The city might pony up as much as $220,000 to pay a portion of the assessments residents of the Cold Creek development were hit with earlier this month.
"It would represent an equitable adjustment on a mistake we made," commission president Dennis Murray Jr. said.
The mistake, according to Murray, was in not informing the residents they could pay the assessments early and avoid interest charges on the fees. Estimated assessments were included in the original purchase agreements for the homes to pay for building the roads, sewer and other infrastructure at the development off Venice Road. Homes in the development originally sold for $250,000 to $300,000.
Residents received the notices earlier this month, and some initially believed the assessments -- in the $20,000 to $22,000 range -- would be due in full immediately. The current interest charges amounted to $2,000 or more in some cases, but the assessments plus additional interest can be spread over 20 years for each property owner and paid with the yearly tax bills.
The road construction and other infrastructure work at the development, which includes about 90 single-family lots and some condominium lots, came to about $2.6 million. That money is financed through bonds that will be repaid by the residents and lot owners through the assessments.
More than half of the lots remain under the ownership of the developer, Joseph Yost. Murray said he was very reluctant to include assessment reductions for Yost because he contends Yost's estimates of the assessment costs were inaccurate.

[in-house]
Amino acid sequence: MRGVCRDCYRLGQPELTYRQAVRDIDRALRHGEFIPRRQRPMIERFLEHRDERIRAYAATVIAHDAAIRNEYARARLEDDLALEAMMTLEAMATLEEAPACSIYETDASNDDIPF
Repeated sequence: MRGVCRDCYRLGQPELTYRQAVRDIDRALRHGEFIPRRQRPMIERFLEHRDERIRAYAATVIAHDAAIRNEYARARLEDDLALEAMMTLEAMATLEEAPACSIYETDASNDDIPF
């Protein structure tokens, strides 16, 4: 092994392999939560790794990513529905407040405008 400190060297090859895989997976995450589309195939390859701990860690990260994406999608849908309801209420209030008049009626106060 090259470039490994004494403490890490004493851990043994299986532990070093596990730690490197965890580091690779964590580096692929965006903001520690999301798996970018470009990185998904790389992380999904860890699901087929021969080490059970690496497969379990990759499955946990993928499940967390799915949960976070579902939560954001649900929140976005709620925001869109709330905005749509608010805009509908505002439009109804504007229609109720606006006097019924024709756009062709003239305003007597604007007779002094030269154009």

But Mary Sherwood, a CPA who works for Yost, said that was just plain wrong.
"There's a reluctance on the city's part to allow the numbers to be reviewed independently," she said.
Commissioner Dave Waddington said city commission needs to examine the proposal, which was suggested by city manager Matt Kline.
"We need to put this under a microscope and carefully examine it," he said.
Kline suggested money from the city water and the city sewer funds could be used to offset the cost because much of the infrastructure work included water and sewer lines.
Waddington also said city staff members need to arrange a meeting with the developer to review the status of the development and smooth out problems that have occurred. He said staff members also must learn to be more responsive to residents who call city hall with concerns.
"Why didn't we send out notices in 2006 and last year telling them these assessments could be paid early to avoid interest charges?" he asked. "When residents call, city employees need to remember they are the bosses. They are my boss and your boss."
City staff members also need to better track telephone inquiries and other information requests from residents, Waddington said, because many problems could be avoided if the lines of communication are improved.
Commissioner Brett Fuqua concurred.
"I couldn't agree more," he said. "Every phone call should be documented."
About a dozen homeowners attended the informal meeting and expressed frustration over the billing and the way city officials handled inquiries.